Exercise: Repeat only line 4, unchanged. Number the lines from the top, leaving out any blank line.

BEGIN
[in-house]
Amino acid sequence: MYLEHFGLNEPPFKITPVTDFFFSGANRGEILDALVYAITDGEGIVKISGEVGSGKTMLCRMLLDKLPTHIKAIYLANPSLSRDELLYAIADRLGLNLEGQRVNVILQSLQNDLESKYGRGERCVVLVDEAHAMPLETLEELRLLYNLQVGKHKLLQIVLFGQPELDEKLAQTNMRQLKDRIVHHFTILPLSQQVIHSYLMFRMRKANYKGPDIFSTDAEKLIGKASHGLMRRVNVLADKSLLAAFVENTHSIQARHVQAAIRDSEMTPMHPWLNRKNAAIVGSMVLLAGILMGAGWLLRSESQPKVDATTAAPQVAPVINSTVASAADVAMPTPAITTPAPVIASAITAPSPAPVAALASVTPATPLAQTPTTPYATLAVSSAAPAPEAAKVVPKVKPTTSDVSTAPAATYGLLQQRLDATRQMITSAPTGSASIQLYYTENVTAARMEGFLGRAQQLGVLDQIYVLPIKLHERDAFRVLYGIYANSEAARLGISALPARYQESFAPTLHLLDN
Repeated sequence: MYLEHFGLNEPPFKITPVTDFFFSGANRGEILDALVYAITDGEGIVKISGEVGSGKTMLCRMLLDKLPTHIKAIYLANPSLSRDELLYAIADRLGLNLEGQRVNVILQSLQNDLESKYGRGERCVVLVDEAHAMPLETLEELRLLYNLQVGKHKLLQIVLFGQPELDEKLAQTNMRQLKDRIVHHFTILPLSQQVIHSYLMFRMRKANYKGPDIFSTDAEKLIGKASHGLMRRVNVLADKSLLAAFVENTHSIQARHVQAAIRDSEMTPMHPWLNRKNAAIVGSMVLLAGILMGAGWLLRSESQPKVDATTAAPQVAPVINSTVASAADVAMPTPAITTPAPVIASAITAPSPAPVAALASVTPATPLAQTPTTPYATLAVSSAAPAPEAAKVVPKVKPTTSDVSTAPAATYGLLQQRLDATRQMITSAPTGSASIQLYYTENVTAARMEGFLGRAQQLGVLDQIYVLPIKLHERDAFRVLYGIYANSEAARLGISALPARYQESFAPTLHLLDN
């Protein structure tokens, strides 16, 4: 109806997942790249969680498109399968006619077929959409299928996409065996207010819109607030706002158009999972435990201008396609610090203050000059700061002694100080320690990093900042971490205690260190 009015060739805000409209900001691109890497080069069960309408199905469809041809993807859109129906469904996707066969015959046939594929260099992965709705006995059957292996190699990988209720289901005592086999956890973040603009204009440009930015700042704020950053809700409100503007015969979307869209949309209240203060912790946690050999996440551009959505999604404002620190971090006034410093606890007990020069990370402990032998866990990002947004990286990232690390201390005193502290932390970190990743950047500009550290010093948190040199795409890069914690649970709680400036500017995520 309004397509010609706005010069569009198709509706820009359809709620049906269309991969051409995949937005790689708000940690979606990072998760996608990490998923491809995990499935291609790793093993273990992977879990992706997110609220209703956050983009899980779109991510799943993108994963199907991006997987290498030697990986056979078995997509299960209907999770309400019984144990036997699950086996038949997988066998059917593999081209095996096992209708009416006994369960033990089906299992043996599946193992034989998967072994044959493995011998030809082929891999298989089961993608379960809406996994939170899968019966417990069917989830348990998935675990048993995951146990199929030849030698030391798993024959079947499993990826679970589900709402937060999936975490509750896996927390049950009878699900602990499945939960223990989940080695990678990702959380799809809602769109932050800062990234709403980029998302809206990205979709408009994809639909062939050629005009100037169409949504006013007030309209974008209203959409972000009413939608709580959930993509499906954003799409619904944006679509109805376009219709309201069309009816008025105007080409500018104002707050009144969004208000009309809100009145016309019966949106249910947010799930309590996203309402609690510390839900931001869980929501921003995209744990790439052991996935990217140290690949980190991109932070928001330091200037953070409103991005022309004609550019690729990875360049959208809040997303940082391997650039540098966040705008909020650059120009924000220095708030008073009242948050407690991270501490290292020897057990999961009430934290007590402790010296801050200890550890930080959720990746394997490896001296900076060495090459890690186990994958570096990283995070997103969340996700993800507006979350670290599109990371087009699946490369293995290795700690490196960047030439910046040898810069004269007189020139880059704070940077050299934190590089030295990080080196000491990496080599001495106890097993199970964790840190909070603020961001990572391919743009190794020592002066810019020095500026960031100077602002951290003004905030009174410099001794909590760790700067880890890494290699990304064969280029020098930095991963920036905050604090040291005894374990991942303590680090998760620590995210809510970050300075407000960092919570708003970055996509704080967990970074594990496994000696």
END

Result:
């Protein structure tokens, strides 16, 4: 109806997942790249969680498109399968006619077929959409299928996409065996207010819109607030706002158009999972435990201008396609610090203050000059700061002694100080320690990093900042971490205690260190 009015060739805000409209900001691109890497080069069960309408199905469809041809993807859109129906469904996707066969015959046939594929260099992965709705006995059957292996190699990988209720289901005592086999956890973040603009204009440009930015700042704020950053809700409100503007015969979307869209949309209240203060912790946690050999996440551009959505999604404002620190971090006034410093606890007990020069990370402990032998866990990002947004990286990232690390201390005193502290932390970190990743950047500009550290010093948190040199795409890069914690649970709680400036500017995520 309004397509010609706005010069569009198709509706820009359809709620049906269309991969051409995949937005790689708000940690979606990072998760996608990490998923491809995990499935291609790793093993273990992977879990992706997110609220209703956050983009899980779109991510799943993108994963199907991006997987290498030697990986056979078995997509299960209907999770309400019984144990036997699950086996038949997988066998059917593999081209095996096992209708009416006994369960033990089906299992043996599946193992034989998967072994044959493995011998030809082929891999298989089961993608379960809406996994939170899968019966417990069917989830348990998935675990048993995951146990199929030849030698030391798993024959079947499993990826679970589900709402937060999936975490509750896996927390049950009878699900602990499945939960223990989940080695990678990702959380799809809602769109932050800062990234709403980029998302809206990205979709408009994809639909062939050629005009100037169409949504006013007030309209974008209203959409972000009413939608709580959930993509499906954003799409619904944006679509109805376009219709309201069309009816008025105007080409500018104002707050009144969004208000009309809100009145016309019966949106249910947010799930309590996203309402609690510390839900931001869980929501921003995209744990790439052991996935990217140290690949980190991109932070928001330091200037953070409103991005022309004609550019690729990875360049959208809040997303940082391997650039540098966040705008909020650059120009924000220095708030008073009242948050407690991270501490290292020897057990999961009430934290007590402790010296801050200890550890930080959720990746394997490896001296900076060495090459890690186990994958570096990283995070997103969340996700993800507006979350670290599109990371087009699946490369293995290795700690490196960047030439910046040898810069004269007189020139880059704070940077050299934190590089030295990080080196000491990496080599001495106890097993199970964790840190909070603020961001990572391919743009190794020592002066810019020095500026960031100077602002951290003004905030009174410099001794909590760790700067880890890494290699990304064969280029020098930095991963920036905050604090040291005894374990991942303590680090998760620590995210809510970050300075407000960092919570708003970055996509704080967990970074594990496994000696």